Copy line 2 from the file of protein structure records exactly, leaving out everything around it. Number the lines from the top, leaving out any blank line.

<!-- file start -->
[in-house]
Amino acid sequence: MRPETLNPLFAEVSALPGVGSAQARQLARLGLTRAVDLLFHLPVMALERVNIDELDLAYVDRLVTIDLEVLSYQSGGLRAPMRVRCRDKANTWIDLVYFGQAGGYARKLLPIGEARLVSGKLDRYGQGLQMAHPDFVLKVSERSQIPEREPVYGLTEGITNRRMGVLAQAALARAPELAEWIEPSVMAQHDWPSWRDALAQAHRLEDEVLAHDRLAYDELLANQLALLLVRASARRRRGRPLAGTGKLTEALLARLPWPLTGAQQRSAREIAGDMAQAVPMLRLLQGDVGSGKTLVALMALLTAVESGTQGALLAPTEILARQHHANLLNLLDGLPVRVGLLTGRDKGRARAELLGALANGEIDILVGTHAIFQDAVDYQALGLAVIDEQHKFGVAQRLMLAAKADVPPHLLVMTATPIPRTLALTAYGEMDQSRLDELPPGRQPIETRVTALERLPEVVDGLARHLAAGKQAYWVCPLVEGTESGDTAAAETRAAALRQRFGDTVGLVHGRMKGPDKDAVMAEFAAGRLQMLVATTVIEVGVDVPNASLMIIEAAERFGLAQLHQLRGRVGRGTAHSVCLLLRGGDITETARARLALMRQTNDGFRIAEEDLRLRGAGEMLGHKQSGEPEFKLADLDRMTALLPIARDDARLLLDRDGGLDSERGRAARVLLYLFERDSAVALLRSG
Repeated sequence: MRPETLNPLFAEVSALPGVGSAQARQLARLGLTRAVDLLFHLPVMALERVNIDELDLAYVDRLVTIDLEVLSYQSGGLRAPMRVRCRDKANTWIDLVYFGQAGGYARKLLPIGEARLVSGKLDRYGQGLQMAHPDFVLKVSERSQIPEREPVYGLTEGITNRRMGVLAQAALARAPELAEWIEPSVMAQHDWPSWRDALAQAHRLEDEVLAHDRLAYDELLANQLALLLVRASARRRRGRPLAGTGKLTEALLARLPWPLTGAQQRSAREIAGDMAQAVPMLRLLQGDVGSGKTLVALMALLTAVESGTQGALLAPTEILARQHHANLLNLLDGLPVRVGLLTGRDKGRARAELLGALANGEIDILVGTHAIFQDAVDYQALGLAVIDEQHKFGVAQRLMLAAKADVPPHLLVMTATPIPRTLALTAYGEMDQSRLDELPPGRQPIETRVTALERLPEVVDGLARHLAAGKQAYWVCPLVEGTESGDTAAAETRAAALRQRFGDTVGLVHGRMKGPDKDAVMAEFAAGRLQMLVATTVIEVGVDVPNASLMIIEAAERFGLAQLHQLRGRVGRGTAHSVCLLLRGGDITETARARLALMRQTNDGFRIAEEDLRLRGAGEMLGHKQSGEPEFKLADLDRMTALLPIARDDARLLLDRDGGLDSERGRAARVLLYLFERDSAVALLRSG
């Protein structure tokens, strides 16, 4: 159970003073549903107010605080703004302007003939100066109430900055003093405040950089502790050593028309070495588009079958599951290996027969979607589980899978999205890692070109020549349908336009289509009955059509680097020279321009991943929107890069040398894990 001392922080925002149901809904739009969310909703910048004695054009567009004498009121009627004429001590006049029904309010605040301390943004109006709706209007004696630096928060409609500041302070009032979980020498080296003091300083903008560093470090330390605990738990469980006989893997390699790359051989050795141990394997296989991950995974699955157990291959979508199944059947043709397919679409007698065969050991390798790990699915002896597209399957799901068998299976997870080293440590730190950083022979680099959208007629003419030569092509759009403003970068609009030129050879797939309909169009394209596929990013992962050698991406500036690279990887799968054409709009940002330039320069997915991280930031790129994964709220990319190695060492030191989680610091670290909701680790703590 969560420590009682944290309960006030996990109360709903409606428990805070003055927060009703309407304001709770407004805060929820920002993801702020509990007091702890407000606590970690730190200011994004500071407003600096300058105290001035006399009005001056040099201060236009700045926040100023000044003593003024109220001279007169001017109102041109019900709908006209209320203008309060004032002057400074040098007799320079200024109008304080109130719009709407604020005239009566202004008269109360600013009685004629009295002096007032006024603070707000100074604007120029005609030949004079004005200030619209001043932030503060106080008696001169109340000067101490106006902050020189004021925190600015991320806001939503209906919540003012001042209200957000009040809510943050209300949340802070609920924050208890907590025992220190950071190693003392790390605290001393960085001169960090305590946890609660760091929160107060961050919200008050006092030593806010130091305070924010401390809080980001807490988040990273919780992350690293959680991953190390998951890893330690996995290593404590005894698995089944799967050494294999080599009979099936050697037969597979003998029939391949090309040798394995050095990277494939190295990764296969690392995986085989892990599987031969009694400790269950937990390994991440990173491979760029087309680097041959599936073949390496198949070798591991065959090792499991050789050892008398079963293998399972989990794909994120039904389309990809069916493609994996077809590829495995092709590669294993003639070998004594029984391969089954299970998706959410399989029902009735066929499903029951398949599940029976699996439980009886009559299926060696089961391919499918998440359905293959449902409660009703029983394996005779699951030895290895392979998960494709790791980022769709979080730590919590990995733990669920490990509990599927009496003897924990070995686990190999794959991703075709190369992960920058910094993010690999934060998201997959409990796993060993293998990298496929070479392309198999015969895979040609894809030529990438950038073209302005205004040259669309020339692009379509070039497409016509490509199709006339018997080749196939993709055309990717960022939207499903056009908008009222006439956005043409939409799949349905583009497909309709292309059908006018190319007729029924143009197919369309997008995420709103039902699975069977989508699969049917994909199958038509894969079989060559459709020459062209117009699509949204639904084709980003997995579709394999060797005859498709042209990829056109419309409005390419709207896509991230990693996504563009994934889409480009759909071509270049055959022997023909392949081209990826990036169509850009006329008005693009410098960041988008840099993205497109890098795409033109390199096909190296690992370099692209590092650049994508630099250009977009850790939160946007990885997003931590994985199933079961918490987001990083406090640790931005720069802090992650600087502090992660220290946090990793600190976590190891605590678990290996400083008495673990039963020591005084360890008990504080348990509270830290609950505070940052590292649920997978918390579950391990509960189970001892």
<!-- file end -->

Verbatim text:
Amino acid sequence: MRPETLNPLFAEVSALPGVGSAQARQLARLGLTRAVDLLFHLPVMALERVNIDELDLAYVDRLVTIDLEVLSYQSGGLRAPMRVRCRDKANTWIDLVYFGQAGGYARKLLPIGEARLVSGKLDRYGQGLQMAHPDFVLKVSERSQIPEREPVYGLTEGITNRRMGVLAQAALARAPELAEWIEPSVMAQHDWPSWRDALAQAHRLEDEVLAHDRLAYDELLANQLALLLVRASARRRRGRPLAGTGKLTEALLARLPWPLTGAQQRSAREIAGDMAQAVPMLRLLQGDVGSGKTLVALMALLTAVESGTQGALLAPTEILARQHHANLLNLLDGLPVRVGLLTGRDKGRARAELLGALANGEIDILVGTHAIFQDAVDYQALGLAVIDEQHKFGVAQRLMLAAKADVPPHLLVMTATPIPRTLALTAYGEMDQSRLDELPPGRQPIETRVTALERLPEVVDGLARHLAAGKQAYWVCPLVEGTESGDTAAAETRAAALRQRFGDTVGLVHGRMKGPDKDAVMAEFAAGRLQMLVATTVIEVGVDVPNASLMIIEAAERFGLAQLHQLRGRVGRGTAHSVCLLLRGGDITETARARLALMRQTNDGFRIAEEDLRLRGAGEMLGHKQSGEPEFKLADLDRMTALLPIARDDARLLLDRDGGLDSERGRAARVLLYLFERDSAVALLRSG